,most of Africa, Australia, the Near East and South America. At one time he was lost in the jungles of the Amazon for six weeks, his partner dead of a snake bite. He reached Panama in his wanderings just as the canal was being built. He couldn't get work there as only American citizens were being hired. He went to Boston and got a job. There he started in to complete a course at Massachusetts Institute of Technology nights and Sundays while he was resting. He became a citizen and when we entered the war tried to enlist. His hearing kept him out of the combat divisions but he got into the ordinance department and was discharged a first lieutenant. He had bought a couple of lots south of Downers Grove and was building himself a home during his spare time. The house was about completed so Henry was ready for something else. The job of commander came just in time to fill the otherwise vacant hours he might waste sleeping.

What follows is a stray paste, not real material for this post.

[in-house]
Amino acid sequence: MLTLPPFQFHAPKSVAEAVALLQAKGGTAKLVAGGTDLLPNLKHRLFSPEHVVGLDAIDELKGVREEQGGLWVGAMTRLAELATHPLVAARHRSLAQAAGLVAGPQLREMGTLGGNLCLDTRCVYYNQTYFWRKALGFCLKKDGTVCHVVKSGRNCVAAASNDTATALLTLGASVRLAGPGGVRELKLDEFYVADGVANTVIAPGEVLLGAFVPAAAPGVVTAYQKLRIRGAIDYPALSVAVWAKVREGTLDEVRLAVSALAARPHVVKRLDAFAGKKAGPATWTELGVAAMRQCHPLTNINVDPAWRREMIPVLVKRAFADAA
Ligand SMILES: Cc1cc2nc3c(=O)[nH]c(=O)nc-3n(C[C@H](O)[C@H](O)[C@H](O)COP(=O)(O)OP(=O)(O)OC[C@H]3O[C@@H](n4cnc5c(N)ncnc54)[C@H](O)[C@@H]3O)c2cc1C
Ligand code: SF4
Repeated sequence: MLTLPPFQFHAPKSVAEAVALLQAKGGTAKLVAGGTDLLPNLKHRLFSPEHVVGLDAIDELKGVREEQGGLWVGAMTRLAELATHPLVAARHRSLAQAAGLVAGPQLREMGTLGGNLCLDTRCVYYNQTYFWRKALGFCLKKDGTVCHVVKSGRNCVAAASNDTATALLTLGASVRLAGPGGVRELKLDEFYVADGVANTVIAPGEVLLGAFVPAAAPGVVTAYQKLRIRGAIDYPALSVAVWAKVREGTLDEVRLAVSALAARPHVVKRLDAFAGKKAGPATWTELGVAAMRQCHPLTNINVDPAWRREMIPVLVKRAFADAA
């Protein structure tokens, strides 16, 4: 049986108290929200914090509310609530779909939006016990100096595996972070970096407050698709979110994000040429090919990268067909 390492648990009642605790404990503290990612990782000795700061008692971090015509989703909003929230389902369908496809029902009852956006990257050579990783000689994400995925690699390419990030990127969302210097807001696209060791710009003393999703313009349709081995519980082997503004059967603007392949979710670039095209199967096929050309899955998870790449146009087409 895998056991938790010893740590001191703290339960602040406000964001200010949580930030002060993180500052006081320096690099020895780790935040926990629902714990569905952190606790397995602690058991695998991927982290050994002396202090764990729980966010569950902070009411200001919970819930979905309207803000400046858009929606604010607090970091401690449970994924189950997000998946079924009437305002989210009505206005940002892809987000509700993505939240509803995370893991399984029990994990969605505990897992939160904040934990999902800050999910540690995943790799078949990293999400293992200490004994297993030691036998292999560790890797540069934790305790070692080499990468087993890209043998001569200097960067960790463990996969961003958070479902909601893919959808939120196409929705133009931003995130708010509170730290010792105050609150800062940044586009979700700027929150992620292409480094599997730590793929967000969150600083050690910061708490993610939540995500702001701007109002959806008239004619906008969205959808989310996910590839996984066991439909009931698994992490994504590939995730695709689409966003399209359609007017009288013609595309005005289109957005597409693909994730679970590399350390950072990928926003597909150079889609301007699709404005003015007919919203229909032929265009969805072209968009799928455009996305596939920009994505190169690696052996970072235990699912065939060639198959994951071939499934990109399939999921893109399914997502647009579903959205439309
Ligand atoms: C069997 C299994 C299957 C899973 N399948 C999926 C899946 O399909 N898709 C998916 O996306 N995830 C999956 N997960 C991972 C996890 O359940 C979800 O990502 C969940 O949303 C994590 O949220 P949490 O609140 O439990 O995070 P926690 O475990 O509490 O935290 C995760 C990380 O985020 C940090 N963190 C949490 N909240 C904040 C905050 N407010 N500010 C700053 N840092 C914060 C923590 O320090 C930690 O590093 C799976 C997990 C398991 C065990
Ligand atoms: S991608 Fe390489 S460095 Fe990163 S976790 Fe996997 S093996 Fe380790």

In the next chapter we will strive to make you better acquainted with Henry. He said that he never knew that The United States had once been a colony of Great Britain until he studied up on the United States history to apply for citizenship. Thus he had never heard much of Benjamin Franklin. But if he had heard of Franklin's maxim," If you want a thing well done, do it yourself'. Henry would have changed it to " if you want a thing well done get someone to do it and keep on his trail until he does it right and the next time he will do it right the first time".
The rest of the meeting went off with a minimum of friction. With a man in as commander, Tom Shultz was easily prevailed upon to continue keeping the books. M.E. Stevenson took over the adjutant's job and Bob Dickson became vice-commander and the meeting was ready to adjourn.
An invitation was read from the Rev. Phelps inviting us to attend services at the Congregational Church on the Sunday preceding Armistice Day which would be the following Sunday. Henry rose and announced that as he was commander and the gavel had been turned over to him, the first thing was to find out if all those protestants of support meant anything. He said we would meet at the church fifteen minutes before the service and sit in a body. If we meant what we said we would be there and he would be looking for us. That passed the buck right back to the individual and quite a number of men began to wonder how it would be to go to church once more.